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Title: Modeling chromatin state from sequence across angiosperms using recurrent convolutional neural networks
Core Ideas Cross‐species models of chromatin state from sequence are comparable or superior to within‐species models. Model performance is highest on accessible regions open in many tissues. Transcription factor motifs can be ranked by importance to each species and chromatin state.  more » « less
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The Plant Genome
Medium: X
Sponsoring Org:
National Science Foundation
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  1. Wittkopp, Patricia (Ed.)
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  3. Although genome-sequence assemblies are available for a growing number of plant species, gene-expression responses to stimuli have been cataloged for only a subset of these species. Many genes show altered transcription patterns in response to abiotic stresses. However, orthologous genes in related species often exhibit different responses to a given stress. Accordingly, data on the regulation of gene expression in one species are not reliable predictors of orthologous gene responses in a related species. Here, we trained a supervised classification model to identify genes that transcriptionally respond to cold stress. A model trained with only features calculated directly from genome assemblies exhibited only modest decreases in performance relative to models trained by using genomic, chromatin, and evolution/diversity features. Models trained with data from one species successfully predicted which genes would respond to cold stress in other related species. Cross-species predictions remained accurate when training was performed in cold-sensitive species and predictions were performed in cold-tolerant species and vice versa. Models trained with data on gene expression in multiple species provided at least equivalent performance to models trained and tested in a single species and outperformed single-species models in cross-species prediction. These results suggest that classifiers trained on stress data from well-studied species may suffice for predicting gene-expression patterns in related, less-studied species with sequenced genomes.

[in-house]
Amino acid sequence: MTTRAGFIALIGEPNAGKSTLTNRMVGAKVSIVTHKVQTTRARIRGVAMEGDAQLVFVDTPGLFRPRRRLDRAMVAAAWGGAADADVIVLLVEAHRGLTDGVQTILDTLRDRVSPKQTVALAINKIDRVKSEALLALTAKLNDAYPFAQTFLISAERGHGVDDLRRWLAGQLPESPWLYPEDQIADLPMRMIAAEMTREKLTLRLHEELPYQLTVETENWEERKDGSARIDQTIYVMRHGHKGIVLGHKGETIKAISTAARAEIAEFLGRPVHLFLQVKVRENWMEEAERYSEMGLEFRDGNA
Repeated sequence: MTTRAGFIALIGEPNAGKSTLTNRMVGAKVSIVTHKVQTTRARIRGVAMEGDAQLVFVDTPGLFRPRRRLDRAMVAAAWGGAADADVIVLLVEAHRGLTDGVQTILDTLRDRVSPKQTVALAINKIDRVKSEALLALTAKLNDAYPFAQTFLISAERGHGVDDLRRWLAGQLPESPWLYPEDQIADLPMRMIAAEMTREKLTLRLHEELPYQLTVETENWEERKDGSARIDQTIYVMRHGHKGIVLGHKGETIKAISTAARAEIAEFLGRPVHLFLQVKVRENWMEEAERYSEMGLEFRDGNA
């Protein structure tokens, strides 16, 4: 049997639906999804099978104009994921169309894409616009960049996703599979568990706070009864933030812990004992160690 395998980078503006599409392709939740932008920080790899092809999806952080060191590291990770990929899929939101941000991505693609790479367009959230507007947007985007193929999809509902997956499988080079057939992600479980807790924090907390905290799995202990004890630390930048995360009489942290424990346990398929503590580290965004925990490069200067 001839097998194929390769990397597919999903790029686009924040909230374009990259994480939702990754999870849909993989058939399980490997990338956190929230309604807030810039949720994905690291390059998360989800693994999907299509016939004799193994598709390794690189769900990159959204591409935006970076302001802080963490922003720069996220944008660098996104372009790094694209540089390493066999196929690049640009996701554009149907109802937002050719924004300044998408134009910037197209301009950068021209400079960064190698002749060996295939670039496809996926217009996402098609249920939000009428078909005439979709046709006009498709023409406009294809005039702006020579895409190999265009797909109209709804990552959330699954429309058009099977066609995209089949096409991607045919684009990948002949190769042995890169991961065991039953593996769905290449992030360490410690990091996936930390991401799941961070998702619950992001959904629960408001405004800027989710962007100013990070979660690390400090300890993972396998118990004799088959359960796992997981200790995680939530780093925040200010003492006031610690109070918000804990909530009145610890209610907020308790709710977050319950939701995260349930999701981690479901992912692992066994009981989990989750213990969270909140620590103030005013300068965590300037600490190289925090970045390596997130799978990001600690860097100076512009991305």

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    Sequence-based deep learning approaches have been shown to predict a multitude of functional genomic readouts, including regions of open chromatin and RNA expression of genes. However, a major limitation of current methods is that model interpretation relies on computationally demanding post hoc analyses, and even then, one can often not explain the internal mechanics of highly parameterized models. Here, we introduce a deep learning architecture called totally interpretable sequence-to-function model (tiSFM). tiSFM improves upon the performance of standard multilayer convolutional models while using fewer parameters. Additionally, while tiSFM is itself technically a multilayer neural network, internal model parameters are intrinsically interpretable in terms of relevant sequence motifs.


    We analyze published open chromatin measurements across hematopoietic lineage cell-types and demonstrate that tiSFM outperforms a state-of-the-art convolutional neural network model custom-tailored to this dataset. We also show that it correctly identifies context-specific activities of transcription factors with known roles in hematopoietic differentiation, including Pax5 and Ebf1 for B-cells, and Rorc for innate lymphoid cells. tiSFM’s model parameters have biologically meaningful interpretations, and we show the utility of our approach on a complex task of predicting the change in epigenetic state as a function of developmental transition.

    Availability and implementation

    The source code, including scripts for the analysis of key findings, can be found at, implemented in Python.

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    High throughput chromosome conformation capture (Hi-C) contact matrices are used to predict 3D chromatin structures in eukaryotic cells. High-resolution Hi-C data are less available than low-resolution Hi-C data due to sequencing costs but provide greater insight into the intricate details of 3D chromatin structures such as enhancer–promoter interactions and sub-domains. To provide a cost-effective solution to high-resolution Hi-C data collection, deep learning models are used to predict high-resolution Hi-C matrices from existing low-resolution matrices across multiple cell types.


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    Availability and implementation

    HiCARN can be accessed and utilized as an open-sourced software at: and is also available as a containerized application that can be run on any platform.

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